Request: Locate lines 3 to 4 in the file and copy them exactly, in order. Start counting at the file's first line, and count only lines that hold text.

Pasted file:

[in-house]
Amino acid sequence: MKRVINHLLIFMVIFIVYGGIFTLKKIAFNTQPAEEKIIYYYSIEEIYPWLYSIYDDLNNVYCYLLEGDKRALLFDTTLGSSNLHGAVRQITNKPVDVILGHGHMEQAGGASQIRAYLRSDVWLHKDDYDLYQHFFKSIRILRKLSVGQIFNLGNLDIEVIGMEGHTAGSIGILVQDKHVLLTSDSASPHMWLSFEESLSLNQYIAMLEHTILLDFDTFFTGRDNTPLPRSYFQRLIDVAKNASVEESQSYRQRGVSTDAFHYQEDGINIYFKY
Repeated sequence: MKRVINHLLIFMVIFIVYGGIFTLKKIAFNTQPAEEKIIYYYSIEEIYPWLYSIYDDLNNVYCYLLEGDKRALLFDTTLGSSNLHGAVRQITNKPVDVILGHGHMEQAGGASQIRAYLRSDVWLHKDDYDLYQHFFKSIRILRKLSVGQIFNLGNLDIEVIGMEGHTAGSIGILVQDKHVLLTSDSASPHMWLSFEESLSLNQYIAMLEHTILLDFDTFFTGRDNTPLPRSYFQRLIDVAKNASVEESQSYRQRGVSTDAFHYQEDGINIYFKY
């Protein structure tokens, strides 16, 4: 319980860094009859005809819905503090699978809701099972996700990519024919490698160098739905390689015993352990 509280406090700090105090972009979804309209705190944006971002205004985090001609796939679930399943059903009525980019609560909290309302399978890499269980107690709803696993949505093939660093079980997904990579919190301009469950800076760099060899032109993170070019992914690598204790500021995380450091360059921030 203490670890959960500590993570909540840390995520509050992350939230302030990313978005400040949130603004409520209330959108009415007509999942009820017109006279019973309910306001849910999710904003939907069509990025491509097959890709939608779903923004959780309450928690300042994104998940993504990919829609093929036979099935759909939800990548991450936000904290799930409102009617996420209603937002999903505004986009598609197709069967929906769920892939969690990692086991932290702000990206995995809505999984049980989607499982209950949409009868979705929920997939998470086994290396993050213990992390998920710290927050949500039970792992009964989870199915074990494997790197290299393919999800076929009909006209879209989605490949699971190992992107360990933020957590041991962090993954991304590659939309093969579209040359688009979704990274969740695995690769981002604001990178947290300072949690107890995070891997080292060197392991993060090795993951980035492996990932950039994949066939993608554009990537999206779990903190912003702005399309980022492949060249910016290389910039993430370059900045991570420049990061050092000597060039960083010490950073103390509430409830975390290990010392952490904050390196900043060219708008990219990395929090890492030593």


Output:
Repeated sequence: MKRVINHLLIFMVIFIVYGGIFTLKKIAFNTQPAEEKIIYYYSIEEIYPWLYSIYDDLNNVYCYLLEGDKRALLFDTTLGSSNLHGAVRQITNKPVDVILGHGHMEQAGGASQIRAYLRSDVWLHKDDYDLYQHFFKSIRILRKLSVGQIFNLGNLDIEVIGMEGHTAGSIGILVQDKHVLLTSDSASPHMWLSFEESLSLNQYIAMLEHTILLDFDTFFTGRDNTPLPRSYFQRLIDVAKNASVEESQSYRQRGVSTDAFHYQEDGINIYFKY
């Protein structure tokens, strides 16, 4: 319980860094009859005809819905503090699978809701099972996700990519024919490698160098739905390689015993352990 509280406090700090105090972009979804309209705190944006971002205004985090001609796939679930399943059903009525980019609560909290309302399978890499269980107690709803696993949505093939660093079980997904990579919190301009469950800076760099060899032109993170070019992914690598204790500021995380450091360059921030 203490670890959960500590993570909540840390995520509050992350939230302030990313978005400040949130603004409520209330959108009415007509999942009820017109006279019973309910306001849910999710904003939907069509990025491509097959890709939608779903923004959780309450928690300042994104998940993504990919829609093929036979099935759909939800990548991450936000904290799930409102009617996420209603937002999903505004986009598609197709069967929906769920892939969690990692086991932290702000990206995995809505999984049980989607499982209950949409009868979705929920997939998470086994290396993050213990992390998920710290927050949500039970792992009964989870199915074990494997790197290299393919999800076929009909006209879209989605490949699971190992992107360990933020957590041991962090993954991304590659939309093969579209040359688009979704990274969740695995690769981002604001990178947290300072949690107890995070891997080292060197392991993060090795993951980035492996990932950039994949066939993608554009990537999206779990903190912003702005399309980022492949060249910016290389910039993430370059900045991570420049990061050092000597060039960083010490950073103390509430409830975390290990010392952490904050390196900043060219708008990219990395929090890492030593």